12 Days of Clean: 4 Sneaky Places to Deodorize



Knowing you have guests coming in a few days, plan ahead and deodorize or steam clean your carpets. Carpets are like sponges- they absorb everything that settles on them. If you’ve ever noticed your home has a certain ‘smell’ to it, we highly suggest getting to those carpets. Your carpet has to deal with foot oils, pet hair, that tv dinner that spilled last week and the candle wax from the last power outage. The last thing you want is for people thinking your house just smells weird. The easiest (and cheapest) way to deodorize carpets is to use baking soda. Sprinkle a generous amount on your carpets, let it sit for a few hours, then go back and vacuum it up. For best results, use a brush or straw broom to brush it into the nap of the carpeting. You likely will have to vacuum over it a few times to remove all remnants of baking soda. A bonus for you is this also cleans your vacuum! If you’re not a fan of baking soda, there are plenty of carpet deodorizers that will leave your carpet smelling like your favorite scent- if you’re into that sort of thing. Alternatively, you can either rent or purchase a steam cleaner. Be mindful that steam cleaning can take 24-48 hours to dry depending on how it’s used, so you’ll want to do that well in advance. If you don’t have the time to do it yourself, you can always outsource this service to a reputable company to save you the extra hassle.


You sit on your dining room chair. You sleep on your couch. You curl up on your bean bag. But how often do you care for these pieces of furniture? One of the cheapest deodorizing and bacteria killing products is vinegar. Put a mixture of water and vinegar into a spray bottle and you’ve got a cost effective furniture deodorizer. It’s always a good idea to test on a small area before using it. Vinegar can be sprayed directly onto a fabric, let it sit and with time, the smell of your butt (and the vinegar) will dissipate. Just like with carpets, baking soda can also be used on fabric. You’ll want to lightly coat the surface you want to deodorize, leave it overnight, and vacuum with a fabric brush the next day. If you have extra money to throw away, a 1:1 ratio of vodka and water spritzed on fabric can help to eliminate odors. It evaporates quickly and leaves no alcohol scent behind. For those of you looking for that ‘fresh smelling clean’, a mixture of 2 cups baking soda, 2 cups fabric softener and 4 cups warm water can compete with the best of those store bought ‘fabric fresheners’. As always, test a small area before potentially causing damage to a delicate fabric.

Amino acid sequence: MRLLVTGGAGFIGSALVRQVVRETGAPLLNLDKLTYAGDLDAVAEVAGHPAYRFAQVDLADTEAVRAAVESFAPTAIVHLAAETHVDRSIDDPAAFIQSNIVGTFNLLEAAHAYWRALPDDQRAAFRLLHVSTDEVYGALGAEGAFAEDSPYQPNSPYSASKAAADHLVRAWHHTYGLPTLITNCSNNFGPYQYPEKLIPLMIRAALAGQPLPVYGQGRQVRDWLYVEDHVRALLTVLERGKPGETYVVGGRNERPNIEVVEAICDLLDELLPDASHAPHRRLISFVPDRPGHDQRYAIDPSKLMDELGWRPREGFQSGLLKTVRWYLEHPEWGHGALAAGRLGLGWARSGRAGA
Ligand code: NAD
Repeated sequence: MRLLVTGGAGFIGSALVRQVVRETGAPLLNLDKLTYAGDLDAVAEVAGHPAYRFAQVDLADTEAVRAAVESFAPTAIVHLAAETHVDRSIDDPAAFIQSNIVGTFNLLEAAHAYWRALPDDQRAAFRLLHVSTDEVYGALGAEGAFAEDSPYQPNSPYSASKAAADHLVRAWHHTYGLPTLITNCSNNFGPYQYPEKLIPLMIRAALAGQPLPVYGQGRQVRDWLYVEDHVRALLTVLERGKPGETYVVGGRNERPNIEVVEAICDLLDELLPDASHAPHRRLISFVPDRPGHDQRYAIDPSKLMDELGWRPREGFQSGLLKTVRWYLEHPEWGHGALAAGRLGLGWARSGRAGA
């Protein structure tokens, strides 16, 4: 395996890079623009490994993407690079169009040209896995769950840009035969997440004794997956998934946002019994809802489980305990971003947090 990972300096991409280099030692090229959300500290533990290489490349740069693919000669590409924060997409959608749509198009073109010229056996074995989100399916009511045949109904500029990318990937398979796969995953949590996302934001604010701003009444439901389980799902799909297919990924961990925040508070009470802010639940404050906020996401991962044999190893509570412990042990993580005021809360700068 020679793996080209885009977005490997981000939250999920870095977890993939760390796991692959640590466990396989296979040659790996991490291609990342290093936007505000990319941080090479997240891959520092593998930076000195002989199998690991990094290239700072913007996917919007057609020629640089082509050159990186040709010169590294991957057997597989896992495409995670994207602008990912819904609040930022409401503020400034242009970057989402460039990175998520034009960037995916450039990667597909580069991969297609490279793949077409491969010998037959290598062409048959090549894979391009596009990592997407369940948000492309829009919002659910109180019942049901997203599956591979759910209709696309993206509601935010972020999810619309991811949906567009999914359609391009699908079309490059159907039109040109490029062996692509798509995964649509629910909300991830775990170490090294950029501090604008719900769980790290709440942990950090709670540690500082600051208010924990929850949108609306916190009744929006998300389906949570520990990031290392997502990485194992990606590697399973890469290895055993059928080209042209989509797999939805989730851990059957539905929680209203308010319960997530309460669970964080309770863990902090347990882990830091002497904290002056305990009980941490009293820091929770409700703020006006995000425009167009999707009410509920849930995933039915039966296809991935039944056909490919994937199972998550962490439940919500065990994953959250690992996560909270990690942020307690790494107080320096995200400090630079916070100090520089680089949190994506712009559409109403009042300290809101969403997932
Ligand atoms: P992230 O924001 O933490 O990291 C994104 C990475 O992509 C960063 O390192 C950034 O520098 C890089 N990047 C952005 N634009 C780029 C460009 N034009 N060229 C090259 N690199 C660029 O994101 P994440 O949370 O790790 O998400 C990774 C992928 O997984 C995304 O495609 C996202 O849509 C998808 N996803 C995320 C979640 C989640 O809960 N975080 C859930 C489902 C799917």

Toilet Bowl

It’s inevitable- Toilet bowls are used for nasty business and no doubt have a certain ‘je ne sais quoi’ smell to them. But nobody needs to know that. Try adding a cup of vinegar to your toilet bowl, let it stand for at least 5 minutes, then scrub and flush. If you want to get your hands into some seriously good scented, deodorizing power, use this quick recipe. Mix 2 cups water with 2 tablespoons of baking soda. Next, add 2 tablespoons of vinegar. You can pour into a spray bottle now, or if you like a particular smell, you can add a teaspoon of your favorite essential oil. Shake it well and spray it on the inside of your toilet. Let it sit for at least 20 minutes- when you come back, just scrub with a toilet brush and flush away to remove any loose debris. Finally, a toilet that doesn’t smell like shhhhhh-.


Although baking and cooking can make your house smell delicious, a combination of smells can lead to a weird odor overall. If you’re cooking on a stove top, place a bowl of white vinegar on the stove while you cook. It will absorb any smells emitted from whatever you are cooking at the time. Once you’re done using your oven, you can also add an oven safe tray with a bit of vinegar inside at a low temperature to help defeat any lingering or trapped smells. This will also make it easier to clean your oven later – a win-win situation!  Sometimes while multitasking, messes are made. To prevent the smell of burnt or bubbled over food from fumigating your home, add salt onto drips if you can’t clean it immediately to prevent the smell from becoming airborne. If possible, opening a window can be helpful to air out your house before company arrives. Make sure to take out the trash as that can be a huge source of stink in the kitchen. In a last resort scenario, scented candles, incense or a diffuser can be used to distribute a more pleasant smell. Bear in mind that these types of products tend to mask the smell more than eliminating it completely, but it would be a better route than spray air fresheners as many aren’t good for your health.



  1. I love every single post that you share. Thanks for existing and helping me clean much easier than before. I think you’re a great writer as well 🙂 <3

  2. My husband can’t stand the smell of vinegar, so I use peroxide, which is equally effective. Also, I just read somewhere else that isopropyl vinegar works as well as vodka and is, of course, much cheaper.

  3. I love this site!!! Thank you Melissa. The information you provide is simple, easy to follow, inexpensive & environmentally friendly. Plus, you have a sense of humor you bring to cleaning. I just moved a bunch of “Grandma” smelling things into my house (literally) and have been depending on your help. Finding other tips on the way have been wonderful. Thank you!

  4. I absolutely love the ‘toilet bowl’ clean, brilliant advice. This site is amazing, I have always been an avid user of vinegar in the home, I am so pleased I found this site as now I can add other uses.

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